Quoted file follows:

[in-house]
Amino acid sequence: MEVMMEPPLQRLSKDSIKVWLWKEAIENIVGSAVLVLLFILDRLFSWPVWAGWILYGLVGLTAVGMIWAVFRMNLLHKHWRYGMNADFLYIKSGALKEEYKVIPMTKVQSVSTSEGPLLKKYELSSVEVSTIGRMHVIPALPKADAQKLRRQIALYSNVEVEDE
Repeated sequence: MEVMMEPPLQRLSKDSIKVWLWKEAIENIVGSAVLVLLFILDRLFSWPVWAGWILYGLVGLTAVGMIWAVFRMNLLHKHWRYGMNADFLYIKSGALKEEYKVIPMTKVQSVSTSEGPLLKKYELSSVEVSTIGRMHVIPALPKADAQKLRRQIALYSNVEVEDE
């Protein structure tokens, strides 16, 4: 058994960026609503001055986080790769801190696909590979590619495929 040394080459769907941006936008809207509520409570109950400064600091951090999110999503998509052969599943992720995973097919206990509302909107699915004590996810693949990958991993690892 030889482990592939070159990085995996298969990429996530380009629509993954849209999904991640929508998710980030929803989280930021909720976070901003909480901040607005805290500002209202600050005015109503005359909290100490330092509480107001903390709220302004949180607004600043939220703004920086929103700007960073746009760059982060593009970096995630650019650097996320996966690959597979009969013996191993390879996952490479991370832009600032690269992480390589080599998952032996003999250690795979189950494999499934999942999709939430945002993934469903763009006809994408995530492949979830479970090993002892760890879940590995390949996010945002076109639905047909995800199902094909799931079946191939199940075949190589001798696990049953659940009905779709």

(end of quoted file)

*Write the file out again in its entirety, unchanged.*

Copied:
[in-house]
Amino acid sequence: MEVMMEPPLQRLSKDSIKVWLWKEAIENIVGSAVLVLLFILDRLFSWPVWAGWILYGLVGLTAVGMIWAVFRMNLLHKHWRYGMNADFLYIKSGALKEEYKVIPMTKVQSVSTSEGPLLKKYELSSVEVSTIGRMHVIPALPKADAQKLRRQIALYSNVEVEDE
Repeated sequence: MEVMMEPPLQRLSKDSIKVWLWKEAIENIVGSAVLVLLFILDRLFSWPVWAGWILYGLVGLTAVGMIWAVFRMNLLHKHWRYGMNADFLYIKSGALKEEYKVIPMTKVQSVSTSEGPLLKKYELSSVEVSTIGRMHVIPALPKADAQKLRRQIALYSNVEVEDE
């Protein structure tokens, strides 16, 4: 058994960026609503001055986080790769801190696909590979590619495929 040394080459769907941006936008809207509520409570109950400064600091951090999110999503998509052969599943992720995973097919206990509302909107699915004590996810693949990958991993690892 030889482990592939070159990085995996298969990429996530380009629509993954849209999904991640929508998710980030929803989280930021909720976070901003909480901040607005805290500002209202600050005015109503005359909290100490330092509480107001903390709220302004949180607004600043939220703004920086929103700007960073746009760059982060593009970096995630650019650097996320996966690959597979009969013996191993390879996952490479991370832009600032690269992480390589080599998952032996003999250690795979189950494999499934999942999709939430945002993934469903763009006809994408995530492949979830479970090993002892760890879940590995390949996010945002076109639905047909995800199902094909799931079946191939199940075949190589001798696990049953659940009905779709």